What happened when I got off social media — a personal experiment

I started 2019 with a social-media cleanse. I didn’t plan it. In fact, I didn’t realize I was going to do it until I clicked “submit” on my New Year’s Eve post discussing the year ahead being about purposeful self-growth, honoring intuition and focusing on my therapy practice’s continued evolution. Suddenly, the thought came to me that social media would be a barrier to those things. I didn’t exactly know why, but since I had literally just posted that I wanted to honor my intuition more, I decided to go with it.

So, the next day, New Year’s Day, I deleted the apps off my phone and my cleanse began. 

As my wife jokes, I have an obsession with accuracy. So, I’ll note briefly that I did still pop onto social media for the sake of my business a couple of times a week, but did so on a computer so as to not get sucked back into the mindless scrolling that so easily happens when this stuff is loaded up on our phones. 

The cleanse was difficult at the beginning because, like any deeply engrained habit, I would mindlessly pick up my phone looking for my social-media fix and would only remember about the cleanse after seeing the only app in my social-media folder was LinkedIn which wasn’t worth deleting since I have zero interest in scrolling through LinkedIn. Disappointed but resolute, I would quickly redirect myself to looking for interesting podcasts and answering emails efficiently. This went on for a few weeks until my brain became programmed to know that social media wasn’t on the menu. And honestly, I started to enjoy it. 

   Now, it’s been more than five months and, interestingly, I’m mostly still off of social media (I dabble in Instagram which is pretty unobtrusive for me). I had never set a timeline for this little experiment and just sort of took it one day at a time. As it turns out, a day hasn’t come where I’ve really wanted to go back. A big part of that is due to the many undeniable benefits that have come with this new way of existing in the world and, the real reason I’m writing this article. 

First, it was a big step toward showing myself that I could really get past my mind. We all have that thing in us that pulls us to what’s easy; that’s because the brain is extremely lazy. The brain is constantly trying to conserve energy because it is an immensely powerful organ. Part of how it does that is by influencing us to choose what seems like the easiest path, which is often the path of the known. For me, the path of the known was that multiple-times a day break where I got to check out of my present and check in to whatever was happening on my newsfeeds. Logically, the path of the unknown then was getting through my day without those check-outs from reality.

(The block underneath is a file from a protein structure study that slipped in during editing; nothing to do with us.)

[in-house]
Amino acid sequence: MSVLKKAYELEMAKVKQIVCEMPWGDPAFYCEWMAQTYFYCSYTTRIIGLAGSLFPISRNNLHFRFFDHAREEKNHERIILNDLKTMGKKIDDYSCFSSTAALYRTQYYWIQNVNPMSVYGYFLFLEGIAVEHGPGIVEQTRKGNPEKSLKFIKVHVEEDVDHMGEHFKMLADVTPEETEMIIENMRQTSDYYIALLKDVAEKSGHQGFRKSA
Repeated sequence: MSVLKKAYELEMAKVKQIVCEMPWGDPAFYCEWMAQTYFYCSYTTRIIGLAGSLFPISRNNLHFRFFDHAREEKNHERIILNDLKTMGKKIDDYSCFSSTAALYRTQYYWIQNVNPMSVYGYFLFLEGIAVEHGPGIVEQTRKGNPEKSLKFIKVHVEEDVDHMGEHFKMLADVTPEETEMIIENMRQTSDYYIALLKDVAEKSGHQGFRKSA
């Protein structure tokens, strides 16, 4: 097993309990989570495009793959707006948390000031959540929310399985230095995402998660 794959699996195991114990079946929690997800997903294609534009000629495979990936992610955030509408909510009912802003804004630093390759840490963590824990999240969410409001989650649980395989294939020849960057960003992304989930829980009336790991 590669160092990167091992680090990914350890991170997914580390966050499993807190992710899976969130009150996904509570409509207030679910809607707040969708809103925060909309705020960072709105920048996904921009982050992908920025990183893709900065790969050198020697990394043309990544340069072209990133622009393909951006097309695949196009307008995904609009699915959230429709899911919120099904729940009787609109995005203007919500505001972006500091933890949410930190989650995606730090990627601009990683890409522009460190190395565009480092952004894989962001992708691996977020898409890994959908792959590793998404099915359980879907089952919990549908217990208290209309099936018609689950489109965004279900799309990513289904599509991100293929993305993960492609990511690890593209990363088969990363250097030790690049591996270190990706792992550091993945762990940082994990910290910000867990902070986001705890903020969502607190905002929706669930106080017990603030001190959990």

Next, I interact so much less with the news, which has turned out to be a true act of self-care. While it is important to have an awareness of what’s going on in our country and in the world, in many ways social media inhibits our ability to choose when and how much news we get. I didn’t realize how much that was taking a toll on me until I was away from it for a while. 

Another benefit of being off social media is that I’ve filled the time I would have been spending on my newsfeeds with other, more valuable things such as reading a few pages of a book (I downloaded the Kindle app on my phone) and listening to podcasts. Or, on the non-technology side, taking a few minutes to sit quietly or purposely take some calming deep breaths. 

Perhaps my favorite benefit though is that I have an increased ability to miss people again! Something I didn’t fully have an awareness of before this experiment is that when you’re constantly seeing what your loved ones are doing both in picture and text form, it’s more difficult to really, truly miss them. And let’s be honest, the phrase “let’s catch up” hasn’t really had meaning since the early 2000s, before social media gave us a window into everyone’s lives. This year so far, I’ve been seeing my friends, family and community in more purposeful ways and engaging in conversation that has more of that catching-up quality to it because we really are! It’s a good feeling and it’s been a lesson in appreciating the people I have in my life.  

I’m not sure whether staying off of social media is really sustainable, but for now, I’m going to keep rolling with it and see where I end up. What I do know is that I’m incredibly glad to have listened to that voice of intuition that suggested that social media might be a barrier to accomplishing my goals this year. While I don’t think that that’s true for everyone, for me in this moment, going social media-free has been an impactful and liberating experience and a pretty interesting experiment. 


Kristina Furia is a psychotherapist committed to working with LGBT individuals and couples and owner of Emerge Wellness, an LGBT health and wellness center in Center City (www.emergewellnessphilly.com).